Feeds

Apple's stock price swells above stuttering Google

Somewhere, Steve Jobs is smiling

Reducing security risks from open source software

There used to be a running joke – and perhaps one with more than a little truth to it – that one of the reasons the late Steve Jobs didn't split Apple's fast-rising stock was that he wanted to someday see it pass Google in per-share price.

Had Apple's co-founder lived exactly six months longer, he would have seen that day come to pass: at the final bell on Thursday, Apple closed at $633.68, and Google at $632.32.

Well, the NASDAQ exchange upon which both companies trade doesn't actually have a bell – that's the New York Stock Exchange's tradition, it being physical and the NASDAQ being virtual – but you get the metaphor.

Share prices of Apple and Google stock at market close on April 5, 2012

Apple and Google at close of trading on April 5, 2012
(source: MarketWatch)

Despite lapping the Mountain View ad merchant – if only by a buck and change – Apple has a way to go to match Google's top selling price of $714.87 per share, which it reached on December 3, 2007.

On the other hand, Google's total market capitalization lags far behind that of its competitor a few miles down US Highway 280 in Cupertino. At $206.51bn, it's a mere 35.4 per cent of Cook and Co.'s $582.09bn valuation.

And about that stock split. Apple's stock has split two-for-one three times since the company was first traded: in June 1987, then June 2000, then February 2005. When the markets closed on the day of that last split, the new shares were worth $44.86. That's a hair over 7 per cent of what they're worth today.

Now that Jobs has shuffled off his mortal coil, things may be changing in how Apple views its shares and shareholders. CEO Tim Cook, for example, already made one major move that Jobs never countenanced: Cook – and his board of directors, of course – instituted a share buy-back and dividend program in mid-March.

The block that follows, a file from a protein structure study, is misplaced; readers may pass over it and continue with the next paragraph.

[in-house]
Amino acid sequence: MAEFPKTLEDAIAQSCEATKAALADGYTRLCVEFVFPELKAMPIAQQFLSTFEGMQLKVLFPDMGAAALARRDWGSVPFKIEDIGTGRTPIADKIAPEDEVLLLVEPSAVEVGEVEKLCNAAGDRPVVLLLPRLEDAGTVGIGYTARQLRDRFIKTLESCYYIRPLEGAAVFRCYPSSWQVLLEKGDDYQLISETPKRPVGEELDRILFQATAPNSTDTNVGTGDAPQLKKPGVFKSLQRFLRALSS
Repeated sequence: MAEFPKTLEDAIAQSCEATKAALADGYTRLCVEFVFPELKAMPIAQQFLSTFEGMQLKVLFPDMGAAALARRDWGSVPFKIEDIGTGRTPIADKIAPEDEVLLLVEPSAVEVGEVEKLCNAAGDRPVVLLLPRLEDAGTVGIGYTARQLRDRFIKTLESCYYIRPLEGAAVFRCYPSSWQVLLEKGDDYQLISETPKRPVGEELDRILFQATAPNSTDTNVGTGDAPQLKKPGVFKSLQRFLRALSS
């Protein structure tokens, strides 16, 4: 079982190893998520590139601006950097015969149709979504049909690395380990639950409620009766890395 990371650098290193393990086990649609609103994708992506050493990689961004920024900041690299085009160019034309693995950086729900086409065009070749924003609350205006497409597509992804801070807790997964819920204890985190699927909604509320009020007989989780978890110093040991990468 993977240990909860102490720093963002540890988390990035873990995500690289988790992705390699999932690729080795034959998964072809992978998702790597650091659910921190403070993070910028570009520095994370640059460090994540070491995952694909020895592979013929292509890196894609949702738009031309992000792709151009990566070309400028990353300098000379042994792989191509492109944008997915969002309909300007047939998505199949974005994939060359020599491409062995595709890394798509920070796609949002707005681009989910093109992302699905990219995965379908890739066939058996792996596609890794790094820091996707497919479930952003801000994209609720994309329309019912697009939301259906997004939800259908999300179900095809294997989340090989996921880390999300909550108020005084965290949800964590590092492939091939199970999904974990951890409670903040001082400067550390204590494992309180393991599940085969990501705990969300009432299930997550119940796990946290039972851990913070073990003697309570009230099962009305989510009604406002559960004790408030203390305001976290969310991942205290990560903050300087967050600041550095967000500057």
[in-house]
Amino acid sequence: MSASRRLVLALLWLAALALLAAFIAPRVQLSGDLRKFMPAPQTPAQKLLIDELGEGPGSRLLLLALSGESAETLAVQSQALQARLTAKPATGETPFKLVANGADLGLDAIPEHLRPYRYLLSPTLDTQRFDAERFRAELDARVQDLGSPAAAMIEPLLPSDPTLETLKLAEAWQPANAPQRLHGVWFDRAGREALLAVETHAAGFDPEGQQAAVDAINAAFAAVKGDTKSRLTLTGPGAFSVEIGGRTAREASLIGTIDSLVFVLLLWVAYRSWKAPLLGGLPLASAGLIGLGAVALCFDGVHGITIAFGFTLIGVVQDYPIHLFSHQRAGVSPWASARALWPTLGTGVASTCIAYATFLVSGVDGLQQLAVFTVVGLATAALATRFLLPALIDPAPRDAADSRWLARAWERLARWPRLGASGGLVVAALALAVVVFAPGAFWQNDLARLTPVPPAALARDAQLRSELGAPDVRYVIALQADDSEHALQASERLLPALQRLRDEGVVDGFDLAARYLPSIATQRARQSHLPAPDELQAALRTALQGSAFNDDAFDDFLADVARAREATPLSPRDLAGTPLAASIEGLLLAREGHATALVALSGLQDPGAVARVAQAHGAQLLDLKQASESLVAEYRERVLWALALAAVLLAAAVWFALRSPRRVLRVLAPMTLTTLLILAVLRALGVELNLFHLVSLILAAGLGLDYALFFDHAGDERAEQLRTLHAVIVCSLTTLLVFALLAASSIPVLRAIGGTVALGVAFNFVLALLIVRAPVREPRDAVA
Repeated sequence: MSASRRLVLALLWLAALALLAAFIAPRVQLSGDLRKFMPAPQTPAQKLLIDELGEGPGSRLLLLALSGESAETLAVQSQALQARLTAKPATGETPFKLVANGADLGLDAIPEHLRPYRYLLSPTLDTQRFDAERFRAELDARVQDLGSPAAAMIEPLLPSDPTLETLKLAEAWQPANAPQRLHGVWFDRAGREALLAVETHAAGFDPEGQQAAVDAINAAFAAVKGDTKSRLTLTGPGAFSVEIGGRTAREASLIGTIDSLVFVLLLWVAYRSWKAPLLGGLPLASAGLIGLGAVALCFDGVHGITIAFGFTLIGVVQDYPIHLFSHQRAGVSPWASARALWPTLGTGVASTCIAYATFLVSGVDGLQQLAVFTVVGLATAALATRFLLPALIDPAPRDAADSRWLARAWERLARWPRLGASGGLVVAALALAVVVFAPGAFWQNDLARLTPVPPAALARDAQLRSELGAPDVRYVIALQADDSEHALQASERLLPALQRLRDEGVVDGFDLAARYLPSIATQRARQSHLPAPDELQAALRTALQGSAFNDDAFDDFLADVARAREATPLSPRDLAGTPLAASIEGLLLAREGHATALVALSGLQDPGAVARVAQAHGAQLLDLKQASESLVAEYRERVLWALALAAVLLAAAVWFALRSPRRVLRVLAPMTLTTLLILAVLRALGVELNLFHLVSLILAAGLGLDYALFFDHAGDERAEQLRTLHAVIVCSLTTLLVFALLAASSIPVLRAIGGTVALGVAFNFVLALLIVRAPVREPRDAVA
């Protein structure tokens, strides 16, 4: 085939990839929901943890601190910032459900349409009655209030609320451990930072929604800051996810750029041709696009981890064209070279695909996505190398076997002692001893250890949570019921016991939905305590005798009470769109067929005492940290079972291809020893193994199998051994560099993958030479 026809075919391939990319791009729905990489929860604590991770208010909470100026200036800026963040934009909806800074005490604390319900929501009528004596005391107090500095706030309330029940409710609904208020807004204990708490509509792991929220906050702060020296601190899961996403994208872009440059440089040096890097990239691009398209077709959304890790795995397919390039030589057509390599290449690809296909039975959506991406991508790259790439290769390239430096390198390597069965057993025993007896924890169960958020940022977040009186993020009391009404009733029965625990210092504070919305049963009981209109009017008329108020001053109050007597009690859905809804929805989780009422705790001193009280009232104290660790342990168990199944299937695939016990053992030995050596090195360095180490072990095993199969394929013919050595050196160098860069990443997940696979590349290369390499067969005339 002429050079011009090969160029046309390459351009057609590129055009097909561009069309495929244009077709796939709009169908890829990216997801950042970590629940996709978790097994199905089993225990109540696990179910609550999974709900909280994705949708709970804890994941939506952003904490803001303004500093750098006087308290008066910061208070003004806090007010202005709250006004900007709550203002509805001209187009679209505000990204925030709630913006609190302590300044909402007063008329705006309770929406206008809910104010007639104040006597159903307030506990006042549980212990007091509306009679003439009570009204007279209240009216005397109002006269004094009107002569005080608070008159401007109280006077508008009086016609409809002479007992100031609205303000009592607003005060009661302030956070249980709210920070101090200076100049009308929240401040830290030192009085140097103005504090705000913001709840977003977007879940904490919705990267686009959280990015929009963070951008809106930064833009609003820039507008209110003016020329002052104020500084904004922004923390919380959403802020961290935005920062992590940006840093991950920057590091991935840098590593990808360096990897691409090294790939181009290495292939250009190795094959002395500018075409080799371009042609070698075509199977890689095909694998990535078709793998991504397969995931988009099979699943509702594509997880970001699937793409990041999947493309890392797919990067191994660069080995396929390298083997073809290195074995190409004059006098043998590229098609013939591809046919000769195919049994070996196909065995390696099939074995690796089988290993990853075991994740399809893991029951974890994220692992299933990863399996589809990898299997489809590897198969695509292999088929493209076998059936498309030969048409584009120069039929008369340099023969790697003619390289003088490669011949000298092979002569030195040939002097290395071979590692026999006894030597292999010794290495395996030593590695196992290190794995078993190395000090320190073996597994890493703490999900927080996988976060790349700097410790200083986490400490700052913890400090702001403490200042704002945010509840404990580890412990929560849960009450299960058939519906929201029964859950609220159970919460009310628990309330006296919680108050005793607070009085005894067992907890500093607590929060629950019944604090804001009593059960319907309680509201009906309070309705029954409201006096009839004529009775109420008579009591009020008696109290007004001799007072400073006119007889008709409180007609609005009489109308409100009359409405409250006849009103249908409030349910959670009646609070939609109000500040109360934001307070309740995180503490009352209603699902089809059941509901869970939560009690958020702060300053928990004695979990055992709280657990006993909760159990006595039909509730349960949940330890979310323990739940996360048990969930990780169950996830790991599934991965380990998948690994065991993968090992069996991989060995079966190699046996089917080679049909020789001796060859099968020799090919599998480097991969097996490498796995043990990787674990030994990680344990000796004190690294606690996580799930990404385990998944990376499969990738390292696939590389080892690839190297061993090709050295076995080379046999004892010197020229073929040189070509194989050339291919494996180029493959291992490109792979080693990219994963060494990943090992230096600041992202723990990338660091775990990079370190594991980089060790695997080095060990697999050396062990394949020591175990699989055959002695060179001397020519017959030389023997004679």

If Apple's share price continues its meteoric rise – one analyst gave it a 12-month price target of $1,001 on Monday – a split may, indeed, be in the cards.

But should a split not be in the offing, not even the most fervid of fanboise would predict that Apple's stock price could ever overtake the cost of one share of Warren Buffett's Berkshire Hathaway Class A.

That high-priced spread closed on Thursday at $121,945 per share. ®

Mobile application security vulnerability report

More from The Register

next story
BBC goes offline in MASSIVE COCKUP: Stephen Fry partly muzzled
Auntie tight-lipped as major outage rolls on
iPad? More like iFAD: We reveal why Apple fell into IBM's arms
But never fear fanbois, you're still lapping up iPhones, Macs
Nadella: Apps must run on ALL WINDOWS – PCs, slabs and mobes
Phone egg, meet desktop chicken - your mother
HP, Microsoft prove it again: Big Business doesn't create jobs
SMEs get lip service - what they need is dinner at the Club
ITC: Seagate and LSI can infringe Realtek patents because Realtek isn't in the US
Land of the (get off scot) free, when it's a foreign owner
White? Male? You work in tech? Let us guess ... Twitter? We KNEW it!
Grim diversity numbers dumped alongside Facebook earnings
Dude, you're getting a Dell – with BITCOIN: IT giant slurps cryptocash
1. Buy PC with Bitcoin. 2. Mine more coins. 3. Goto step 1
There's NOTHING on TV in Europe – American video DOMINATES
Even France's mega subsidies don't stop US content onslaught
You! Pirate! Stop pirating, or we shall admonish you politely. Repeatedly, if necessary
And we shall go about telling people you smell. No, not really
prev story

Whitepapers

Designing a Defense for Mobile Applications
Learn about the various considerations for defending mobile applications - from the application architecture itself to the myriad testing technologies.
How modern custom applications can spur business growth
Learn how to create, deploy and manage custom applications without consuming or expanding the need for scarce, expensive IT resources.
Reducing security risks from open source software
Follow a few strategies and your organization can gain the full benefits of open source and the cloud without compromising the security of your applications.
Boost IT visibility and business value
How building a great service catalog relieves pressure points and demonstrates the value of IT service management.
Consolidation: the foundation for IT and business transformation
In this whitepaper learn how effective consolidation of IT and business resources can enable multiple, meaningful business benefits.